Shanty towns are not romantic, nor are they green, nor are they the ideal back-to-basic walking communities. Has anyone done a physiological evaluation of the people living in the shanty towns in Tijuana before you determined that shanty-style living was the answer to all the problems of the poor? San Ysidro is already a desperate place, blighted by many troubles and does not need some harebrained plan pushed by a person who has no personal stake in the outcome.

    It’s great people take an interest in the problems affecting San Ysidro. But this isn’t going to help. If anything, this is going to hurt the people already living there. I’m going to be passing this onto as many community groups and churches as possible and will do my best to make sure this lunatic idea never sees the light of day.

    You want to make San Ysidro a better place to live – invest in the kids so they don’t feel the need to turn to gangs. Invest in the schools so they can help children get into the same colleges as the kids from La Jolla and Del Mar. Invest in the families so that most parents aren’t having to rely on foodstamps and that they can spend more time with their kids rather than having to work multiple jobs just to float rent and the electric bill.

    …and by invest, I don’t mean just drop loads of money on the problem (not that we couldn’t use it here – I’m sure just removing half of the graffiti done by taggers would be expensive). We need people to also donate time – professionals who could mentor kids, college students or retired seniors who be teacher’s assistants or tutors. Money is great, but so are people who can invest their time.

  13. High density urban spaces are seeing a LOT of success in other parts of the country. People like Zombie seem offended by the idea that the architect says he took inspiration from a shanty town, but whether its a shanty town or a medieval village, or a turn of the century burough, it’s really all the same notion.

    High density urban living with shared common spaced and people working and living in the same community. Where the businesses that serve the community are owned and operated by people in the community. It’s a very effective formula for creating stable, vibrant communities where people care about and are invested in the future of their neighbors and their neighborhoods.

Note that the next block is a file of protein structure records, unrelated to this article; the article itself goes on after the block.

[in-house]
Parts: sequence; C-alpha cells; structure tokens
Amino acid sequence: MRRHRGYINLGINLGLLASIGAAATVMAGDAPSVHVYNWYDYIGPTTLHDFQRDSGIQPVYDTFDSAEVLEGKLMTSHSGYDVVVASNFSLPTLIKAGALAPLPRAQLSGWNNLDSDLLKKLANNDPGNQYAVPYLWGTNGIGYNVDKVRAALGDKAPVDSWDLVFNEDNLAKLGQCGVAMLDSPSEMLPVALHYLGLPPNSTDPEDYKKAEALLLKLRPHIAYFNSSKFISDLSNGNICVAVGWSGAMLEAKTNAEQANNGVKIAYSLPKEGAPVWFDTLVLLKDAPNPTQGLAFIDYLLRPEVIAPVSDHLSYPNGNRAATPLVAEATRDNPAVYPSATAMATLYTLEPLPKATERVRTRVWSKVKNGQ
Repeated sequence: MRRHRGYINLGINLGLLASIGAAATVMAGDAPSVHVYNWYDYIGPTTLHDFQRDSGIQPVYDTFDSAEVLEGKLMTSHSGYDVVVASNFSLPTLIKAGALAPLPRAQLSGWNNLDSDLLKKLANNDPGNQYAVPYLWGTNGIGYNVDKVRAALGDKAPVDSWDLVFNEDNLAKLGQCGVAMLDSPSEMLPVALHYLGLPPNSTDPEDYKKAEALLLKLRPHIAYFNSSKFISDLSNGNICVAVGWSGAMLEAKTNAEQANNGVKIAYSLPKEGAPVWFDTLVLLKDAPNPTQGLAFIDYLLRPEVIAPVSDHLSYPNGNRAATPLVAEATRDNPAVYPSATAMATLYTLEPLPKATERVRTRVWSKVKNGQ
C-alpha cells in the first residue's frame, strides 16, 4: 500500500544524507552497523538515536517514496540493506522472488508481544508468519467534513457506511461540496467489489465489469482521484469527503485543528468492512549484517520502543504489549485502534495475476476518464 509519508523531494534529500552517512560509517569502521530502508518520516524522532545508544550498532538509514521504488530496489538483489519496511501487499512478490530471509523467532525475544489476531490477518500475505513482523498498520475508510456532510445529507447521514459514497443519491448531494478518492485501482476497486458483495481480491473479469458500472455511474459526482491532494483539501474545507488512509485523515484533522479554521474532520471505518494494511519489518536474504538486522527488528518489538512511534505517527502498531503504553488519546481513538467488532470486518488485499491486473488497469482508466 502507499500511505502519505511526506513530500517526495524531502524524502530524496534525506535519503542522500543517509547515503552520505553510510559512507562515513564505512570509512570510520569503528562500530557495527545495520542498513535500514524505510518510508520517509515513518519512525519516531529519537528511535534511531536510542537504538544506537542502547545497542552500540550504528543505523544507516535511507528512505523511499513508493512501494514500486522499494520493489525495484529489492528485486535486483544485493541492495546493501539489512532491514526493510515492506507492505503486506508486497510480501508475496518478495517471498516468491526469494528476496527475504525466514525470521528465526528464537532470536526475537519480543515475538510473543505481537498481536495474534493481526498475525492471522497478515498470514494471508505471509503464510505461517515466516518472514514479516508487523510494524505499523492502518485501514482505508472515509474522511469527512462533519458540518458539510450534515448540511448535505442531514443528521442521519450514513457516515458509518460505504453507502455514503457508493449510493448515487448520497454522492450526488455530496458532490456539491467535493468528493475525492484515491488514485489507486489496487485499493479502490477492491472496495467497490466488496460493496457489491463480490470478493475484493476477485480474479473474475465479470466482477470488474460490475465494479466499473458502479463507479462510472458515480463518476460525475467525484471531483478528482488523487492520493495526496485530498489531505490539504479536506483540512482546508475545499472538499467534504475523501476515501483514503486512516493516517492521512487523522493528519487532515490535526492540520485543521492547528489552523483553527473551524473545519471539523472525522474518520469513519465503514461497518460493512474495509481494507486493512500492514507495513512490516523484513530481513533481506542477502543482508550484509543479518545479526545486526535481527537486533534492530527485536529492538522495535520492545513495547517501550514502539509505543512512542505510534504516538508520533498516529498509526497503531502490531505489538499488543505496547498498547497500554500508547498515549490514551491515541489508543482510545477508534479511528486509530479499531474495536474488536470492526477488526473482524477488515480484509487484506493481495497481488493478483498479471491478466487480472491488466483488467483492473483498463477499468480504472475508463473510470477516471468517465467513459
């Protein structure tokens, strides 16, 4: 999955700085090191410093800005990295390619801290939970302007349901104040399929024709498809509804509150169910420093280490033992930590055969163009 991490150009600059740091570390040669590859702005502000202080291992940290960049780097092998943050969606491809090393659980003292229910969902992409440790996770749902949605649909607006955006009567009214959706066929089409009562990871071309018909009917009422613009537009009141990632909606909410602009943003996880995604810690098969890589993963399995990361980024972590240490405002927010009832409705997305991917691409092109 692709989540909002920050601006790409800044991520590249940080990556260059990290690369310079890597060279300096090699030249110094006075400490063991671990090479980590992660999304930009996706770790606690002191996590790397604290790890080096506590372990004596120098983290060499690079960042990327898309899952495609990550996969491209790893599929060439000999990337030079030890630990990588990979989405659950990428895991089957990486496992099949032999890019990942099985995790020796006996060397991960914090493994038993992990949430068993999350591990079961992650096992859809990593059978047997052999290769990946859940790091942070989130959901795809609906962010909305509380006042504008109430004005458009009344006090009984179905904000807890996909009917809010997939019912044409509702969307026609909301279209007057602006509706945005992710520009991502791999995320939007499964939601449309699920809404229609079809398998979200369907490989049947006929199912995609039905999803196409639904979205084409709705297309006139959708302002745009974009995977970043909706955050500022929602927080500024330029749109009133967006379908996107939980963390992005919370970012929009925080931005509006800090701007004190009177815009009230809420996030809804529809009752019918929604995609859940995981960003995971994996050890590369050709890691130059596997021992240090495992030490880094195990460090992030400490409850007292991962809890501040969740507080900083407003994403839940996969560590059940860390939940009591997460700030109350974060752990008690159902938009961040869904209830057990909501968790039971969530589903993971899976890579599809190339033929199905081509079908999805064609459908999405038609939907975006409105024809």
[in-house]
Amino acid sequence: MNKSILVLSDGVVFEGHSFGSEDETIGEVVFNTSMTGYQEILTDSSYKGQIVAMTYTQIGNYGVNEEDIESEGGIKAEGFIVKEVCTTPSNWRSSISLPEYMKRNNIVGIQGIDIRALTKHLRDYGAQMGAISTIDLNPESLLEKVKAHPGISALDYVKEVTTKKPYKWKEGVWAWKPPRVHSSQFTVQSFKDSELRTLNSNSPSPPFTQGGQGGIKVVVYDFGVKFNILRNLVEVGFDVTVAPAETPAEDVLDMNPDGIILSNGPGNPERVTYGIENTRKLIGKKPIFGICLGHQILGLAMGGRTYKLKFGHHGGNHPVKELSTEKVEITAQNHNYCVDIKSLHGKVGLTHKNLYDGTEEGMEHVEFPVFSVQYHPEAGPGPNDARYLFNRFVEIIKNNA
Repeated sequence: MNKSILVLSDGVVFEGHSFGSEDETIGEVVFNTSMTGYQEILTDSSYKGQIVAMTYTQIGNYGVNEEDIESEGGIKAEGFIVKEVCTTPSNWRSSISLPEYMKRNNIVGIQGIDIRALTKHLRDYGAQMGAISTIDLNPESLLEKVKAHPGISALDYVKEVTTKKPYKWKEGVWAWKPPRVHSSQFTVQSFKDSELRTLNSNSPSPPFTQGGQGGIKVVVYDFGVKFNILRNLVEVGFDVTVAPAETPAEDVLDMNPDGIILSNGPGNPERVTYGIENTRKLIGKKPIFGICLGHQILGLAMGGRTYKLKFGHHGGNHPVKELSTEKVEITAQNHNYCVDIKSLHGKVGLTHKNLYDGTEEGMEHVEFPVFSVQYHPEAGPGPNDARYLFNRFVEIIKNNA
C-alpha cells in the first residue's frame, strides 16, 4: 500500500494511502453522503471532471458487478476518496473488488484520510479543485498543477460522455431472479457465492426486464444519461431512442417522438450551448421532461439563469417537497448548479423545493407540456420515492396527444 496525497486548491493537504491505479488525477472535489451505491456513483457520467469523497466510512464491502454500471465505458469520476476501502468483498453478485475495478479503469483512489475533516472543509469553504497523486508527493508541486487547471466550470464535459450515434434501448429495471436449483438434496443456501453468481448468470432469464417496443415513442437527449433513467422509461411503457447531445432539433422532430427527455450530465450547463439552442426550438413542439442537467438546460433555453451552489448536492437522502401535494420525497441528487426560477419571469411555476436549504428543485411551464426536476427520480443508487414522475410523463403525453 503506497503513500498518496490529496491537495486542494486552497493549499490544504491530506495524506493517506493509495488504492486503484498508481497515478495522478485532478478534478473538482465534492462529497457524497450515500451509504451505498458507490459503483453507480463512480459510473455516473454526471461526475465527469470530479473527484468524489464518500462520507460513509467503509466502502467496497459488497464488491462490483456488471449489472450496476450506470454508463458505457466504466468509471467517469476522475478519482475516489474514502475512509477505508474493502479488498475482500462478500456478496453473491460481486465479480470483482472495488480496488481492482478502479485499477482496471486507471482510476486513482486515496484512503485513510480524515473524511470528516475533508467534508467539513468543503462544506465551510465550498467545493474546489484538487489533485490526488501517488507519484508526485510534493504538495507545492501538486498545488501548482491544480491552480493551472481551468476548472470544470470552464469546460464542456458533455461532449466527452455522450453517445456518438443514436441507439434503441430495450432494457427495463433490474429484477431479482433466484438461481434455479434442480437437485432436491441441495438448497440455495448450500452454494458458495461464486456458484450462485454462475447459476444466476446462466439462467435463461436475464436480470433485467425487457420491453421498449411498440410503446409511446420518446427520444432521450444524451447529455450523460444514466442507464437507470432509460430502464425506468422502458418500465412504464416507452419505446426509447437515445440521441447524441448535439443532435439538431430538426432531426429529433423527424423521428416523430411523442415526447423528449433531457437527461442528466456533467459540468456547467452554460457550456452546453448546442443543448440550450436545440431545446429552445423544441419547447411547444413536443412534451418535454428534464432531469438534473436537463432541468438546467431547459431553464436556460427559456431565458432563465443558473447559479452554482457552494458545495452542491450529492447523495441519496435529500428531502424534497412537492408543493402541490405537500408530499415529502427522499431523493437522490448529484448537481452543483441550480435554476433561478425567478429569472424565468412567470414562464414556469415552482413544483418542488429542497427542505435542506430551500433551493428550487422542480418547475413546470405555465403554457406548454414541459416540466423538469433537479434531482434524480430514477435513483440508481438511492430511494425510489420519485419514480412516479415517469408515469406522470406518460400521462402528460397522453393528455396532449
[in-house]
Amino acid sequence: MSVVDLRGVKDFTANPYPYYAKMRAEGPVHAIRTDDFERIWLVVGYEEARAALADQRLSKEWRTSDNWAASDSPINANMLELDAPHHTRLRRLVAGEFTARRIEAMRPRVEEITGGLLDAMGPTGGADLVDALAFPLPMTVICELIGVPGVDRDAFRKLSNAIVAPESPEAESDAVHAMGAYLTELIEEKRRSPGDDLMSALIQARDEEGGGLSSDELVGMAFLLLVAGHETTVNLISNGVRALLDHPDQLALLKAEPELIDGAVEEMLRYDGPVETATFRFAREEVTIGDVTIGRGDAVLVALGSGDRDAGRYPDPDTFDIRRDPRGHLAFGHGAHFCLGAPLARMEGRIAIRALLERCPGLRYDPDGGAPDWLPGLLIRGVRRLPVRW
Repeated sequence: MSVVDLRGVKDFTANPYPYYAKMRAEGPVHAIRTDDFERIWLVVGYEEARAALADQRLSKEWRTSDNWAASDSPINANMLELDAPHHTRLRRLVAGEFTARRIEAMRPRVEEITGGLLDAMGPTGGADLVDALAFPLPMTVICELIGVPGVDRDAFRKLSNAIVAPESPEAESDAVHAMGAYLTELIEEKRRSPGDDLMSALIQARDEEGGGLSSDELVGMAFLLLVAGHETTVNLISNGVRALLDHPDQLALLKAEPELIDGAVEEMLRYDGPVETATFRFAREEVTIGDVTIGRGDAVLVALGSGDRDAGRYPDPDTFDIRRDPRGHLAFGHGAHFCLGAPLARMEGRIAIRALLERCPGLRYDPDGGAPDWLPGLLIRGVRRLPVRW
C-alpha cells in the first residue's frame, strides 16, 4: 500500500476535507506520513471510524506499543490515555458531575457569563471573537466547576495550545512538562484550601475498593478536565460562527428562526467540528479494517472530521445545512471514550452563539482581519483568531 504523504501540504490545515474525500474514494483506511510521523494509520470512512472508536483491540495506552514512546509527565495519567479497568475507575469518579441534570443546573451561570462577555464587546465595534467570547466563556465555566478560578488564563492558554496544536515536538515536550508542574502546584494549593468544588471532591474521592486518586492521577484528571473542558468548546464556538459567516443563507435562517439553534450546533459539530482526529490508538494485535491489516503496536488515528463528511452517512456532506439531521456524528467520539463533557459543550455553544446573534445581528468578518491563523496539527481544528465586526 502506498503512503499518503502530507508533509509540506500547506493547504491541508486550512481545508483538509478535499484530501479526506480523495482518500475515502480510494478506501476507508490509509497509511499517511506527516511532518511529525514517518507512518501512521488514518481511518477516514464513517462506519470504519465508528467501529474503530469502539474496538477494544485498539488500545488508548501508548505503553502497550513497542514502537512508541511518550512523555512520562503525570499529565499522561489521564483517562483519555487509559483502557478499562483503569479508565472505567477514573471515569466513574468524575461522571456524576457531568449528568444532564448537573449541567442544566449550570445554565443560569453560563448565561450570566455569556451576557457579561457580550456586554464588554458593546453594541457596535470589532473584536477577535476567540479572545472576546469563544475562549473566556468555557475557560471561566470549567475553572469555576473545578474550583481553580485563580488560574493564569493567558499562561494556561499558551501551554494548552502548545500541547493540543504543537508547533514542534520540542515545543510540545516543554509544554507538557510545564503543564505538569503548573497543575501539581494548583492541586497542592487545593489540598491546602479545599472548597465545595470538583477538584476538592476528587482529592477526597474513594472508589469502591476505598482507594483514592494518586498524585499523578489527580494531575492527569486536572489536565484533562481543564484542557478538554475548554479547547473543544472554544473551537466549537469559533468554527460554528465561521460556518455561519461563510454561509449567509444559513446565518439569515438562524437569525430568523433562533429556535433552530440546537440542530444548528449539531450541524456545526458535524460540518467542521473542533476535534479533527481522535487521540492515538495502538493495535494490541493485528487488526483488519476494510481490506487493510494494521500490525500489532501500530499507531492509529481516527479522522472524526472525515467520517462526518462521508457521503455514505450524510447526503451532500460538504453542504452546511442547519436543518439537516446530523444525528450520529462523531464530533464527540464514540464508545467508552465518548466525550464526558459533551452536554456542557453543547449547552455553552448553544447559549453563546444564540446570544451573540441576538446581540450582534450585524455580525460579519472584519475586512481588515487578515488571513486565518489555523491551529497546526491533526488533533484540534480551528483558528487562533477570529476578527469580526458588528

Will it work? Maybe. Can it work? Certainly, and it has worked before. I live in a rehabilitated community designed around the notion, and we actually have MORE public ( and uninterrupted ) green space than many suburban neighborhoods I have lived in.

    It’s a real shame, Zombie, that you are going to try to kill a project you know nothing about simply because you are offended by the idea that it claims to have found valuable knowledge in something terrible.

    All the things you put forward are very effective. You want to invest in kids, and families by creating opportunities for them… but only on your terms? Only in ways you approve of? That’s a tad pretentious, don’t you think?

    There is no way you can know enough about this project from that anemic little article to know if ANY of your concerns are justified. As I said, I live in one that has worked remarkably well. So well, in fact, that the area schools have improved to the point that surrounding neighborhoods are being gentrified by parents seeking better schools for their kids.

    I live in a similarly modeled community, and I couldn’t draw enough information to determine if your concerns are justified. There is no way you could possibly make an educated judgement based solely on your experience living near a shanty town.


  14. I live in Amsterdam. A city older than the USA. There are some disadvantages to it; my place is probably smaller than yours. There are some great upsides, too. I live in an inner city that is not a ghetto but an inner city. I don’t own a car because I don’t need one. Everything I do on a typical day is within walking or biking distance from my doorstep. This is nothing unusual here; bicycle culture is thriving, keeping the air clean enough and the city not all that congested.

    Not to mention that this is possibly the world’s most mutant-friendly city. I don’t plan to leave any time soon.

    There’s one thing a city of before the nineteenth-century fossil-fuel revolution and a shanty town have in common. They are both built on a more harsh reality in terms of energy economy than the highly car-dependent suburban sprawl, so they fit more functions on the same acre. And now that sustainability becomes less and less of an alternative because the alternative, um, cannot be sustained, looking to people who are poorer than you are for an example might not be such a bad idea after all.

  15. Eeyore – How does this shanty-town innovation stop the gangs? How does it stop the drugs? How does it stop the cartel violence from leaking north from the border? How does it stop prostitution? How does it stop our kids from going to schools that lack resources to prepare them to compete against the kids in wealthy suburbs? Is it going to solve the problems caused by a lack of sufficient English literacy that hold people back from high education and better jobs?

    I have lived in San Ysidro for twenty years, and have returned weekly for the last ten years to visit family. The problems in San Ysidro are not going to be solved by a pretty place to live. I know this because I know this neighborhood, because its still part of me, because it was the cradle where I began my life, lived my childhood and grew into an adult.

    Are you going to live in these shanty inspired units Eeyore? Are you going to be there when the gangs move in? When they start tagging every available surface? When they start lurking late at night and intimidating people? When the violence erupts between them? Is it going to ease the burdens of single mothers, help them getter better jobs, spend more time with their kids, provide better opportunities for them?